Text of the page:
Recent evidence appreciating the contribution of stromal cell heterogeneity in pathophysiology emerges as a new opportunity to stratify arthritic diseases and develop more targeted clinical tools. The project group postulates that different synovial fibroblast (SF) profiles determine the nature of Synovial MicroEnvironment (SME), and fuel the development of different types of arthritic diseases by exhibiting differential sensitivity to inflammatory stimuli. The ensuing transcriptional responses dictate the changes in the cellular composition of the diseased SMEs, characterizing the distinct pathological and clinical findings in each arthritic phenotype. Consistent with the hypothesis, the group aims to explore the stromal-mediated causalities in Psoriatic Arthritis (PsA) and delineate the PsA-specific SF profile. With the integrative transcriptomic and functional analyses, the group aspires to assist the generation of the distinct stromal codes governing arthritic diseases.
To address the project's hypothesis, the group will follow a human/mouse integrative analysis, combining the high-resolution analysis of PsA-affected synovia with molecular and functional analysis on the pathogenic contribution of the SFs ex vivo and in modeled PsA. With this analysis the aim is to:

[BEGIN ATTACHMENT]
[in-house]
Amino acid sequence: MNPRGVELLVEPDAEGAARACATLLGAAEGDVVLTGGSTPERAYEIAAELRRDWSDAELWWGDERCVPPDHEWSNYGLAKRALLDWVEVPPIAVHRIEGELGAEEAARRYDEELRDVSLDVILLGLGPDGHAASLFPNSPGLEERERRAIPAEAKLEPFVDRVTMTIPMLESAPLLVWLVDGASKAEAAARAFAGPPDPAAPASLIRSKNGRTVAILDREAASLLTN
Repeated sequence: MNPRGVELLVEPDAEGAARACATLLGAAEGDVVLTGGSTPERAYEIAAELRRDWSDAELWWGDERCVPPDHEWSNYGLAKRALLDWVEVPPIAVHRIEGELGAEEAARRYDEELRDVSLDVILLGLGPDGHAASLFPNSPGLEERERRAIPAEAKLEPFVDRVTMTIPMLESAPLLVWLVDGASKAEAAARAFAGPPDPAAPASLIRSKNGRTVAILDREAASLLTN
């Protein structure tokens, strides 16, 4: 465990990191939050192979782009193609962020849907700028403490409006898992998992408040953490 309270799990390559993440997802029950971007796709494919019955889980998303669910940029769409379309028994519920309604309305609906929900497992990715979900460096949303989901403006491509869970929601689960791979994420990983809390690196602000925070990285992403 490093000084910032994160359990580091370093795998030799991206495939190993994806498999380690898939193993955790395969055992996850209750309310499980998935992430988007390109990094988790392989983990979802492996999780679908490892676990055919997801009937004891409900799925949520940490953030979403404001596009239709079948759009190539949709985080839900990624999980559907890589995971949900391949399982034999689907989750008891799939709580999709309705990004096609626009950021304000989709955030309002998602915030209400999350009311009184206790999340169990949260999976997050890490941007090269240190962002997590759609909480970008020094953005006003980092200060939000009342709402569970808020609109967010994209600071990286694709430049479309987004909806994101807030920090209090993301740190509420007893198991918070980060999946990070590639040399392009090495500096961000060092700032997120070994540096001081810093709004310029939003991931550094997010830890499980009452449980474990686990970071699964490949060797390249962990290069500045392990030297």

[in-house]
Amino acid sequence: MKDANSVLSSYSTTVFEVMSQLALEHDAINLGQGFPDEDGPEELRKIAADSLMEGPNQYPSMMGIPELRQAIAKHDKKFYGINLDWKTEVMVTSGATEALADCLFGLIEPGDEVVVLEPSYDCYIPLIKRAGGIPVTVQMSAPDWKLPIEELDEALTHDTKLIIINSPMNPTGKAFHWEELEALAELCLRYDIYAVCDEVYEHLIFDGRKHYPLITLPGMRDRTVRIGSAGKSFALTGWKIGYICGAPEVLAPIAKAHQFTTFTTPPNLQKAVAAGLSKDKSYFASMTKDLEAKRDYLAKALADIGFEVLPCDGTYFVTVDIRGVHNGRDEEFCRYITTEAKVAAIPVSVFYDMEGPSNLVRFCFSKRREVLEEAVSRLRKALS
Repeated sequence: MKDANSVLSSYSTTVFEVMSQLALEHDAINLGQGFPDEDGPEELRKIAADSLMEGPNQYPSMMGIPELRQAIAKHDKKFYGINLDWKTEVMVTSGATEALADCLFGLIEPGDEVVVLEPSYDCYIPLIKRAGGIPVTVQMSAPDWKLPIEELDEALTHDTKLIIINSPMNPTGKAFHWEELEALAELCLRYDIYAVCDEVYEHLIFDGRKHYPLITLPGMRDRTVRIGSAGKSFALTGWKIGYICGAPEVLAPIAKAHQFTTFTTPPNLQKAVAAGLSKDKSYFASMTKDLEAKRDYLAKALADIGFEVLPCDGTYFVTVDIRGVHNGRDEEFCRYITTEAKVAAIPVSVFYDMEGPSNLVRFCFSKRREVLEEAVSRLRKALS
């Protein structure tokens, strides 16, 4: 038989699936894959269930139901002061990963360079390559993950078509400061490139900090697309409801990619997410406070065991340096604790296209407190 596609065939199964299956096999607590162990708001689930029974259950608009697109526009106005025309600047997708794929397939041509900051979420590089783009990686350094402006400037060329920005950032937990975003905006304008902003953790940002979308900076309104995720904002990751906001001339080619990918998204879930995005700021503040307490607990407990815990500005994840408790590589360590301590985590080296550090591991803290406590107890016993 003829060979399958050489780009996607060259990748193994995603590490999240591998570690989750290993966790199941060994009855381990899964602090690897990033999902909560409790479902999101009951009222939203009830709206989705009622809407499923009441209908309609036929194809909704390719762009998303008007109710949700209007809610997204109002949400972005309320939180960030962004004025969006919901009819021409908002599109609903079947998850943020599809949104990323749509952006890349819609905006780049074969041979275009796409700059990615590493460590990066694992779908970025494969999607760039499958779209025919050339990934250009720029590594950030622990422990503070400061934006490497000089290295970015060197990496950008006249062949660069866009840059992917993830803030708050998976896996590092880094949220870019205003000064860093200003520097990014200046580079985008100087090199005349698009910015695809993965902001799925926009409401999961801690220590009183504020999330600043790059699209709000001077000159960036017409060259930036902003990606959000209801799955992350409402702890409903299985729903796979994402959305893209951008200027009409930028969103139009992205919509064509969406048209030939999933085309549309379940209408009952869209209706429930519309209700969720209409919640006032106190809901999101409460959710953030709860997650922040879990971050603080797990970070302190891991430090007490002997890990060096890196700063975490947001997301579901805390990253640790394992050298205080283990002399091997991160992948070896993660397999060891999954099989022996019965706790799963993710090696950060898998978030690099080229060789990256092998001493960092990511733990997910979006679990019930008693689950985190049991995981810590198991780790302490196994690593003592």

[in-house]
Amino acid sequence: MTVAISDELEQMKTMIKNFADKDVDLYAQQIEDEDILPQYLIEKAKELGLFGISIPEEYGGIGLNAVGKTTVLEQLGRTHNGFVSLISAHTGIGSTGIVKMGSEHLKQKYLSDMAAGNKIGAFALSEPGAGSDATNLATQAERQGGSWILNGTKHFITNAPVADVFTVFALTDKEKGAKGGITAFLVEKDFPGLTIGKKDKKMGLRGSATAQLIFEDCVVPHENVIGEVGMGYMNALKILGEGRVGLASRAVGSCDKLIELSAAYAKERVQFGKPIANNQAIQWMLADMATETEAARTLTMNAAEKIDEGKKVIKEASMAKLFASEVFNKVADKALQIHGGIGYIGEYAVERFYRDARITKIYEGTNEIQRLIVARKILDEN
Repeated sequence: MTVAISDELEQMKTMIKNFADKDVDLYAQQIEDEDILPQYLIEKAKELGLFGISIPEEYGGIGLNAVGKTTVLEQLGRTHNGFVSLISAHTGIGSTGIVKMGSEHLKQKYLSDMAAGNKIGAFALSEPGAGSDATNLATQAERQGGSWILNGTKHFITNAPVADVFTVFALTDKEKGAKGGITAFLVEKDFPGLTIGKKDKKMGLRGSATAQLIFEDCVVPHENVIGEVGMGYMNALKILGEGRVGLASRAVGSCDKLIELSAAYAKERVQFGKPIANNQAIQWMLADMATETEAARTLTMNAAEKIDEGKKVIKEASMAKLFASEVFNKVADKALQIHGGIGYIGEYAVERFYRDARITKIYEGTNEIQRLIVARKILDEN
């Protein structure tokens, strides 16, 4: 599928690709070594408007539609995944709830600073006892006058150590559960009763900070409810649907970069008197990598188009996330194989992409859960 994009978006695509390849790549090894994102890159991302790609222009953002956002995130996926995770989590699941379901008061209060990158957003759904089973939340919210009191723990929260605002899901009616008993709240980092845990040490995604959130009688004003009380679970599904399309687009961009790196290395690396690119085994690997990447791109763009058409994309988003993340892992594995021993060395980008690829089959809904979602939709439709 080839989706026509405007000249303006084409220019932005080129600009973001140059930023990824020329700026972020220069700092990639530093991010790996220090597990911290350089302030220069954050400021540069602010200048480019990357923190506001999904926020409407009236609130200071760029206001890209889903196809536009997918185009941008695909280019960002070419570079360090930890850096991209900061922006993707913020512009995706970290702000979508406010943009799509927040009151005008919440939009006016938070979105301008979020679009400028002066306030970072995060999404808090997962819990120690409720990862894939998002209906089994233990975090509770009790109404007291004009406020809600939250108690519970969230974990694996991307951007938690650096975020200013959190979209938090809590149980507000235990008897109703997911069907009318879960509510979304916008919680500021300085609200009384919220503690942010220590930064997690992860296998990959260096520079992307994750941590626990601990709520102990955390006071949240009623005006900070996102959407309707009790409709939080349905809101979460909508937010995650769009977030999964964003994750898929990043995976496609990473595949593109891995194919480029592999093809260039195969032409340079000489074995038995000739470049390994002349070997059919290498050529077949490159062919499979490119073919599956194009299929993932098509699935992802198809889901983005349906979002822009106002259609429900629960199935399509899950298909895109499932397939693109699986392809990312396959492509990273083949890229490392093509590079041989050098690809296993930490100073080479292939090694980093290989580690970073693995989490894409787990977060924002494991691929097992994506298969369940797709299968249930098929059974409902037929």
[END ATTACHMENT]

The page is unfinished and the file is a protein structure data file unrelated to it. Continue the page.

Milestone I: The PsA synovium at single cell level
Milestone II: The stromal codes of inflammatory arthritides
Milestone III: Pathogenic mechanisms in modelled PsA: focusing on stromal compartment
Milestone IV: Delivery of A20-ZnF7 protein domain as a therapy to suppress PsA
The expected results will inform healthcare innovation and benefit the patients by providing targeted biomarkers for segregating inflammatory arthritides, and testing novel therapeutics. Moreover, the high-resolution analysis will be deposited in public databases, serving as a key resource for the formation and validation of additional mechanistic hypotheses.